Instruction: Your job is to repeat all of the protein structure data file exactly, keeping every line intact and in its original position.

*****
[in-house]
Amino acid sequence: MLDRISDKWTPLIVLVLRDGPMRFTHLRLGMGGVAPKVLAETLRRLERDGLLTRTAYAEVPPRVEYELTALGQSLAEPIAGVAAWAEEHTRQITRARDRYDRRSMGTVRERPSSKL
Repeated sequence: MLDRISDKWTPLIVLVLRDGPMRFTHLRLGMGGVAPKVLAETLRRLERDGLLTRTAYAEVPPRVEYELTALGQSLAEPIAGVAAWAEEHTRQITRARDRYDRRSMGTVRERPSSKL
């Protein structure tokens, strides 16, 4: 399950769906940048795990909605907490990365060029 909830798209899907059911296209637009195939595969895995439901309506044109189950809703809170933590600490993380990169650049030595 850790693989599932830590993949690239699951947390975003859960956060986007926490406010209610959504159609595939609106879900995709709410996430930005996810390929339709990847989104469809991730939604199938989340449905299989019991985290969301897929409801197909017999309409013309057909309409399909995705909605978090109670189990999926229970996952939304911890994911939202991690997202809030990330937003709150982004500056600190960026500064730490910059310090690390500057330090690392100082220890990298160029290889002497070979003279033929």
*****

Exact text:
[in-house]
Amino acid sequence: MLDRISDKWTPLIVLVLRDGPMRFTHLRLGMGGVAPKVLAETLRRLERDGLLTRTAYAEVPPRVEYELTALGQSLAEPIAGVAAWAEEHTRQITRARDRYDRRSMGTVRERPSSKL
Repeated sequence: MLDRISDKWTPLIVLVLRDGPMRFTHLRLGMGGVAPKVLAETLRRLERDGLLTRTAYAEVPPRVEYELTALGQSLAEPIAGVAAWAEEHTRQITRARDRYDRRSMGTVRERPSSKL
């Protein structure tokens, strides 16, 4: 399950769906940048795990909605907490990365060029 909830798209899907059911296209637009195939595969895995439901309506044109189950809703809170933590600490993380990169650049030595 850790693989599932830590993949690239699951947390975003859960956060986007926490406010209610959504159609595939609106879900995709709410996430930005996810390929339709990847989104469809991730939604199938989340449905299989019991985290969301897929409801197909017999309409013309057909309409399909995705909605978090109670189990999926229970996952939304911890994911939202991690997202809030990330937003709150982004500056600190960026500064730490910059310090690390500057330090690392100082220890990298160029290889002497070979003279033929």